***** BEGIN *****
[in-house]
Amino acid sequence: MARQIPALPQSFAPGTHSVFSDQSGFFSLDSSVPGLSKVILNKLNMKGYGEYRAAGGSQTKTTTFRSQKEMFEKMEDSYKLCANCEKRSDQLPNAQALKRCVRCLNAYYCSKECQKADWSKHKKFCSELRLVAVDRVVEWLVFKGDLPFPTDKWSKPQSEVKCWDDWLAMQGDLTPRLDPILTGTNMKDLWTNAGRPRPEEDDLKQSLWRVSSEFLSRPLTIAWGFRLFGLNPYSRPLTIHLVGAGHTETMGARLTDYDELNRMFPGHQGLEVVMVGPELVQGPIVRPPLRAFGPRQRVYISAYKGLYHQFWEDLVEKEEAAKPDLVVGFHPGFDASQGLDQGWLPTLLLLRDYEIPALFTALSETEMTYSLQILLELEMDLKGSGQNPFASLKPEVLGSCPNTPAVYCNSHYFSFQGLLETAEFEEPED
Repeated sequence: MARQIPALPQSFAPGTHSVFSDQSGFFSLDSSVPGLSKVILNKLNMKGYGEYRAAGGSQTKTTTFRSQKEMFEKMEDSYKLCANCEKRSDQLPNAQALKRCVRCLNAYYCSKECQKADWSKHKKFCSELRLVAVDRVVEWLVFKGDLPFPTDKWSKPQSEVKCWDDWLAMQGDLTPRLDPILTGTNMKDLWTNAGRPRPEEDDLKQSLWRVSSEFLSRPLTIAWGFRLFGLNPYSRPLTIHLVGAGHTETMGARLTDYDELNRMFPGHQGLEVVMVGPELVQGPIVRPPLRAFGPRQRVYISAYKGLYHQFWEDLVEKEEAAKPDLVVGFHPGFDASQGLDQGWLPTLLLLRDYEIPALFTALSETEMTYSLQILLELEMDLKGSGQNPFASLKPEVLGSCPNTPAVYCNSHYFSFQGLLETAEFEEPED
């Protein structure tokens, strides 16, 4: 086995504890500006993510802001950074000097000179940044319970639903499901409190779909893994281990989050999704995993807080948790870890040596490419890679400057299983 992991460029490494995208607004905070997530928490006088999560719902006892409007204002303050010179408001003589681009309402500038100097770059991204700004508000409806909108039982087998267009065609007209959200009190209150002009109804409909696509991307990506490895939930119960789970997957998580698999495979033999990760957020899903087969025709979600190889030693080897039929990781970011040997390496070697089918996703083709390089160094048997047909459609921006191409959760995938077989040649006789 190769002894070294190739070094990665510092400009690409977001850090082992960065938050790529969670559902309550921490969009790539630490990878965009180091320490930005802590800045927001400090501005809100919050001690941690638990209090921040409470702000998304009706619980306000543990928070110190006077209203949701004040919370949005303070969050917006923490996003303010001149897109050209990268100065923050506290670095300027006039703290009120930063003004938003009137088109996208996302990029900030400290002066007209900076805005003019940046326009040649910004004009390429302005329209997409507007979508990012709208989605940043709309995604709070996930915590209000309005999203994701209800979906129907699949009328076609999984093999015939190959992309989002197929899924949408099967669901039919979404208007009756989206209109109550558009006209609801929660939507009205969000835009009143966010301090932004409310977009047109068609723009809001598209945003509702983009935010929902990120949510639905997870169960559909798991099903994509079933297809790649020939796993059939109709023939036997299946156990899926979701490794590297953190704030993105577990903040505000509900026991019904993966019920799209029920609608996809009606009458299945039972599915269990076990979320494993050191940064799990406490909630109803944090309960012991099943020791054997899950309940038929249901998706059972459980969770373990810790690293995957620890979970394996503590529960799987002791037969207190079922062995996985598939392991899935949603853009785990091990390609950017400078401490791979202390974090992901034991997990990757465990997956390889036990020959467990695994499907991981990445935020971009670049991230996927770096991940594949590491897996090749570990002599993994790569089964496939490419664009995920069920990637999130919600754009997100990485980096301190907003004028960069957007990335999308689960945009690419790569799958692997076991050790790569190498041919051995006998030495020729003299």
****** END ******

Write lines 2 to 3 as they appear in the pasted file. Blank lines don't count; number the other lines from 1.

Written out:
Amino acid sequence: MARQIPALPQSFAPGTHSVFSDQSGFFSLDSSVPGLSKVILNKLNMKGYGEYRAAGGSQTKTTTFRSQKEMFEKMEDSYKLCANCEKRSDQLPNAQALKRCVRCLNAYYCSKECQKADWSKHKKFCSELRLVAVDRVVEWLVFKGDLPFPTDKWSKPQSEVKCWDDWLAMQGDLTPRLDPILTGTNMKDLWTNAGRPRPEEDDLKQSLWRVSSEFLSRPLTIAWGFRLFGLNPYSRPLTIHLVGAGHTETMGARLTDYDELNRMFPGHQGLEVVMVGPELVQGPIVRPPLRAFGPRQRVYISAYKGLYHQFWEDLVEKEEAAKPDLVVGFHPGFDASQGLDQGWLPTLLLLRDYEIPALFTALSETEMTYSLQILLELEMDLKGSGQNPFASLKPEVLGSCPNTPAVYCNSHYFSFQGLLETAEFEEPED
Repeated sequence: MARQIPALPQSFAPGTHSVFSDQSGFFSLDSSVPGLSKVILNKLNMKGYGEYRAAGGSQTKTTTFRSQKEMFEKMEDSYKLCANCEKRSDQLPNAQALKRCVRCLNAYYCSKECQKADWSKHKKFCSELRLVAVDRVVEWLVFKGDLPFPTDKWSKPQSEVKCWDDWLAMQGDLTPRLDPILTGTNMKDLWTNAGRPRPEEDDLKQSLWRVSSEFLSRPLTIAWGFRLFGLNPYSRPLTIHLVGAGHTETMGARLTDYDELNRMFPGHQGLEVVMVGPELVQGPIVRPPLRAFGPRQRVYISAYKGLYHQFWEDLVEKEEAAKPDLVVGFHPGFDASQGLDQGWLPTLLLLRDYEIPALFTALSETEMTYSLQILLELEMDLKGSGQNPFASLKPEVLGSCPNTPAVYCNSHYFSFQGLLETAEFEEPED